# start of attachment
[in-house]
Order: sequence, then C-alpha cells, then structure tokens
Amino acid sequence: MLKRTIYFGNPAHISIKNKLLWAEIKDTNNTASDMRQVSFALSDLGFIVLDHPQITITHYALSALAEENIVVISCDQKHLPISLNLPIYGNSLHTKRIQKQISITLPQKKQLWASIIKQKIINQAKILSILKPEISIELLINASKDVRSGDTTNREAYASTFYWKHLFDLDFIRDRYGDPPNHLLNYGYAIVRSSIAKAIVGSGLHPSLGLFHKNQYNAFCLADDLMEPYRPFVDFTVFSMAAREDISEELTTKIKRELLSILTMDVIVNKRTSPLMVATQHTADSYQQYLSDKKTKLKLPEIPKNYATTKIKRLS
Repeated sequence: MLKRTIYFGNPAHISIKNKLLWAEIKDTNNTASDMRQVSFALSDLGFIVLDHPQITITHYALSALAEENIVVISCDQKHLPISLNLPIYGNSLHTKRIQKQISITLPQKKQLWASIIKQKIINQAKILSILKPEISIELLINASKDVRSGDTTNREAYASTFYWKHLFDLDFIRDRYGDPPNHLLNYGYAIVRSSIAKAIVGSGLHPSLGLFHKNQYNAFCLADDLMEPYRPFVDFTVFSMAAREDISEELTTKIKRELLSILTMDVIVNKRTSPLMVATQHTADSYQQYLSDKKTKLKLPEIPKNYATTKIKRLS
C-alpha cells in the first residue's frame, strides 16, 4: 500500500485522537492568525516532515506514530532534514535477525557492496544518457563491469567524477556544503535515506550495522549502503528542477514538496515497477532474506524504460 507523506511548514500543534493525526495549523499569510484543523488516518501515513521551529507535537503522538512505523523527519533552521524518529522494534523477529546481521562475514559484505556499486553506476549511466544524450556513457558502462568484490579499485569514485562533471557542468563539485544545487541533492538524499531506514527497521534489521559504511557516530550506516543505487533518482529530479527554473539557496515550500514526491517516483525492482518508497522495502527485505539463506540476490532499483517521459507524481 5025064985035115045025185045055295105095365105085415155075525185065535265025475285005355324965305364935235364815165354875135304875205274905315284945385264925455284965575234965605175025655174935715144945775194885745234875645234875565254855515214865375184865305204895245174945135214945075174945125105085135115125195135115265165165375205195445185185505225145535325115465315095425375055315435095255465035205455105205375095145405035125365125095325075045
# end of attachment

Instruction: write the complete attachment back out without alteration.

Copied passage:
[in-house]
Order: sequence, then C-alpha cells, then structure tokens
Amino acid sequence: MLKRTIYFGNPAHISIKNKLLWAEIKDTNNTASDMRQVSFALSDLGFIVLDHPQITITHYALSALAEENIVVISCDQKHLPISLNLPIYGNSLHTKRIQKQISITLPQKKQLWASIIKQKIINQAKILSILKPEISIELLINASKDVRSGDTTNREAYASTFYWKHLFDLDFIRDRYGDPPNHLLNYGYAIVRSSIAKAIVGSGLHPSLGLFHKNQYNAFCLADDLMEPYRPFVDFTVFSMAAREDISEELTTKIKRELLSILTMDVIVNKRTSPLMVATQHTADSYQQYLSDKKTKLKLPEIPKNYATTKIKRLS
Repeated sequence: MLKRTIYFGNPAHISIKNKLLWAEIKDTNNTASDMRQVSFALSDLGFIVLDHPQITITHYALSALAEENIVVISCDQKHLPISLNLPIYGNSLHTKRIQKQISITLPQKKQLWASIIKQKIINQAKILSILKPEISIELLINASKDVRSGDTTNREAYASTFYWKHLFDLDFIRDRYGDPPNHLLNYGYAIVRSSIAKAIVGSGLHPSLGLFHKNQYNAFCLADDLMEPYRPFVDFTVFSMAAREDISEELTTKIKRELLSILTMDVIVNKRTSPLMVATQHTADSYQQYLSDKKTKLKLPEIPKNYATTKIKRLS
C-alpha cells in the first residue's frame, strides 16, 4: 500500500485522537492568525516532515506514530532534514535477525557492496544518457563491469567524477556544503535515506550495522549502503528542477514538496515497477532474506524504460 507523506511548514500543534493525526495549523499569510484543523488516518501515513521551529507535537503522538512505523523527519533552521524518529522494534523477529546481521562475514559484505556499486553506476549511466544524450556513457558502462568484490579499485569514485562533471557542468563539485544545487541533492538524499531506514527497521534489521559504511557516530550506516543505487533518482529530479527554473539557496515550500514526491517516483525492482518508497522495502527485505539463506540476490532499483517521459507524481 5025064985035115045025185045055295105095365105085415155075525185065535265025475285005355324965305364935235364815165354875135304875205274905315284945385264925455284965575234965605175025655174935715144945775194885745234875645234875565254855515214865375184865305204895245174945135214945075174945125105085135115125195135115265165165375205195445185185505225145535325115465315095425375055315435095255465035205455105205375095145405035125365125095325075045